Instead of fleshly indulgence, God calls us to pursue righteousness, self-control, and good works as maturing believers. “For the grace of God has appeared, bringing salvation for all people, training us to renounce ungodliness and worldly passions, and to live self-controlled, upright, and godly lives in the present age” (Titus 2:11-12). Our passions and desires must be transformed and directed to pleasing Christ. “Do not be conformed to this world, but be transformed by the renewal of your mind, that by testing you may discern what is the will of God, what is good and acceptable and perfect” (Romans 12:2). Faithful adulthood means leaving sin behind and pursuing Christlike virtue by God’s power.

Honoring Authorities While Transitioning Into Independence

Growing up also means appropriately transitioning from childhood submission to adult independence. As children, we are called to obey parents: “Children, obey your parents in the Lord, for this is right. ‘Honor your father and mother’ (this is the first commandment with a promise)” (Ephesians 6:1-2). But adults have greater freedom and responsibility. Scripture says, “So Jesus increased in wisdom and in stature and in favor with God and man” (Luke 2:52). We grow by taking ownership of our choices while still honoring those in authority. Paul asserts his spiritual authority yet calls believers to imitate him voluntarily (1 Corinthians 4:14-16).

This transition requires mutual understanding between parents and maturing children. Parents must avoid exasperating children but nurture their growth (Ephesians 6:4, Colossians 3:21). Adult children must manage increased freedom and responsibility well. “Look carefully then how you walk, not as unwise but as wise, making the best use of the time, because the days are evil. Therefore do not be foolish, but understand what the will of the Lord is” (Ephesians 5:15-17). As we grow up, we shift from obeying rules to discerning and choosing righteousness. But we never outgrow honoring our parents and heeding wise counsel. “Listen to your father who gave you life, and do not despise your mother when she is old” (Proverbs 23:22). Maturing well means blending deference and independence.

Wise Mentorship Aids Growth While Pressure Can Impede It

According to Scripture, maturing believers benefit greatly from guidance by spiritual leaders and mentors. Moses mentored Joshua (Deuteronomy 31:7-8). Elijah trained Elisha to succeed him (1 Kings 19:16). Jesus spent 3 years discipling His followers. Paul mentored Timothy and Titus as they led churches. Godly mentors can provide wisdom, perspective, and accountability to help us progress in Christlike maturity. “Let the wise hear and increase in learning, and the one who understands obtain guidance” (Proverbs 1:5).

However, the Bible also warns that peer pressure can impede good growth rather than promoting it. “Do not be deceived: ‘Bad company ruins good morals.’” (1 Corinthians 15:33). As we grow up, we must be discerning about whom we allow to influence us. “Blessed is the man who walks not in the counsel of the wicked, nor stands in the way of sinners, nor sits in the seat of scoffers; but his delight is in the law of the LORD, and on his law he meditates day and night” (Psalm 1:1-2). Seeking guidance only from those exhibiting maturity and wisdom in Christ will foster our own spiritual growth. But peers pressuring us toward foolishness, sin, or compromise will stunt our development.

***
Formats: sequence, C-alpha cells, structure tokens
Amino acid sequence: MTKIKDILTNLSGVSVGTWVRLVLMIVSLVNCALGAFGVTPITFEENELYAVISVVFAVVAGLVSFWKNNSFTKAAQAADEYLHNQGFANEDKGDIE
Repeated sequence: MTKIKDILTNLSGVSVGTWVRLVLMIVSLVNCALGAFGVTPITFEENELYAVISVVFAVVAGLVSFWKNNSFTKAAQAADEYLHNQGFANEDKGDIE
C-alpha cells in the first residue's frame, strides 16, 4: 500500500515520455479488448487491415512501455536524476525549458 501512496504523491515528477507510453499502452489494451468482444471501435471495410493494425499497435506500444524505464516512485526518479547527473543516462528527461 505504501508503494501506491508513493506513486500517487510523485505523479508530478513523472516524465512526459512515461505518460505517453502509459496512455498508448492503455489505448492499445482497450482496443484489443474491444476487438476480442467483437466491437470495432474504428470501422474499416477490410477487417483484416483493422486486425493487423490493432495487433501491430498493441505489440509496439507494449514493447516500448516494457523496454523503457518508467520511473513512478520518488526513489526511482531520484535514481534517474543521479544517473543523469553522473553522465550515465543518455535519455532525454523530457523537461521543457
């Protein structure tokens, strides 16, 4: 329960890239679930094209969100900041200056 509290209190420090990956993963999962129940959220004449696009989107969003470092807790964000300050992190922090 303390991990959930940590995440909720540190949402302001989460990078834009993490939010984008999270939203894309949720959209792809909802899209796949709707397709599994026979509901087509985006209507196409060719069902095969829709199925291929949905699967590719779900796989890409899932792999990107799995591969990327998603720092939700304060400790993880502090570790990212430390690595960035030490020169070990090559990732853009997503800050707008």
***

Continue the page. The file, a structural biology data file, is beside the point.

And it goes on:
Childlike Faith and Humility Should Be Maintained

A final significant biblical theme about growing up is that maturing does not mean losing positive childlike qualities of sincere faith and humility. Jesus said, “Truly, I say to you, whoever does not receive the kingdom of God like a child shall not enter it” (Mark 10:15). Childlike trust and humility should remain even as we grow mature. “When I was a child, I spoke like a child, I thought like a child, I reasoned like a child. When I became a man, I gave up childish ways” (1 Corinthians 13:11). Childishness must yield to maturity, yet childlikeness allows us to simply believe and receive the kingdom.

Remaining childlike as we grow enables us to receive correction and guidance humbly: “Whoever humbles himself like this child is the greatest in the kingdom of heaven” (Matthew 18:4). It keeps us dependent on God rather than trusting ourselves: “And he said: ‘Truly I tell you, unless you change and become like little children, you will never enter the kingdom of heaven’” (Matthew 18:3). A childlike heart believes without demanding signs and wonders (Matthew 16:4). It approaches God simply and sincerely as a loving heavenly Father (Matthew 7:7-11). Therefore, maturing in faith means gaining wisdom and responsibility with humility, trust, and receptivity to God’s work. This childlike posture honors the Lord and enables ongoing growth.


Growing up well is a challenging but crucial process if we desire to honor God with our lives. By gaining wisdom and discernment, nurturing spiritual disciplines, yielding to Christ’s image being formed in us, embracing responsibility, persevering through hardships, making wise choices, rejecting sinful desires, relating properly to authorities, seeking godly influences, and maintaining childlike faith, we can mature as disciples who increasingly love, know, and serve the Lord. While youthful freedom beckons, God calls us to greater maturity. By following biblical principles amidst life’s journey, we can grow up to become faithful, fruitful, Christlike adults who finish this race well for God’s glory.